To the Editor:
In response to your article concerning the “highly qualified teacher” provisions in the recent draft House reauthorization plan for the No Child Left Behind Act (“Draft Retains Quality Rules for Teachers,” Sept. 12, 2007):
Throughout the federal law, “highly” is always used before “qualified.” This clever device suggests that teachers with state certification may not really be qualified, and that some higher authorization—such as passing a national test—is necessary to assure they are “highly” qualified.
So, many certified, experienced teachers are being classified as “not highly qualified.” They may be secondary teachers who are certified but don’t have a major in every subject they are teaching, or perhaps middle school teachers with general elementary certification. In such cases, school districts are required to send notices to parents that their children’s teachers are not highly qualified. Many teachers have lost their jobs and been replaced by inexperienced, uncertified teachers who have passed a test in a subject.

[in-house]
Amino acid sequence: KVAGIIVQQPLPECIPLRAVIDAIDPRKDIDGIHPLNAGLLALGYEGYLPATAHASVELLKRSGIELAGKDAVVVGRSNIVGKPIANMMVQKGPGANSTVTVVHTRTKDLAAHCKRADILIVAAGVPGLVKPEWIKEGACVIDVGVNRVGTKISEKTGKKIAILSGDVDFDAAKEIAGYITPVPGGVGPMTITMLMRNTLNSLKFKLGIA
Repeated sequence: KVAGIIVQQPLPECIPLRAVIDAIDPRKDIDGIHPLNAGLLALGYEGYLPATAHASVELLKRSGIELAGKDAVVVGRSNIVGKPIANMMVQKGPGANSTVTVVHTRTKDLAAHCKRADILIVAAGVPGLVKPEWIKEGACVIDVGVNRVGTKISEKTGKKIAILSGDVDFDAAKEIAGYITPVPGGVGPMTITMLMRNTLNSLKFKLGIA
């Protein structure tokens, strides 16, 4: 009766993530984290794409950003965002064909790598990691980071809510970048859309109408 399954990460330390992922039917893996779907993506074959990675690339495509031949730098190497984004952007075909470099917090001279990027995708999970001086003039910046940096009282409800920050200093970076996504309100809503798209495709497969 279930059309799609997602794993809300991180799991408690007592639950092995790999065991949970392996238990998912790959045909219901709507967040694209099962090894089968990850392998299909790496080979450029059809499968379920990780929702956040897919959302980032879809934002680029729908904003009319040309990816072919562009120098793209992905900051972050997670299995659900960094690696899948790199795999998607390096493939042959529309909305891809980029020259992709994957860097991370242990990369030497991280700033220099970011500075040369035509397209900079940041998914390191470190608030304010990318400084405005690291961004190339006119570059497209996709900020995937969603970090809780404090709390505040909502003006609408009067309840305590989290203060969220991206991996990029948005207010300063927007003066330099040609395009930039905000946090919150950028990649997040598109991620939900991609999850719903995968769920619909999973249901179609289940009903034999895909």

Rural schools, including those serving remote Native American and Alaskan populations, are especially hurt by this definition of “highly qualified.” Some cannot afford to hire full-time specialists in every subject, and there is no pool of part-time teachers available to them.
In addition, requiring middle school teachers to have majors in specific fields is an illegal imposition of curriculum under the federal law, since schools would have to move away from integrated social studies and general science courses.
There is an increasing shortage of qualified teachers nationwide, especially in minority and poor communities. The No Child Left Behind law’s “highly qualified” provision is aggravating that problem, not alleviating it.
Kenneth S. Goodman
Department of Language, Reading, and Culture
College of Education
University of Arizona
A version of this article appeared in the September 26, 2007 edition of Education Week as NCLB Law’s Quality Rules Worsen Teacher Shortage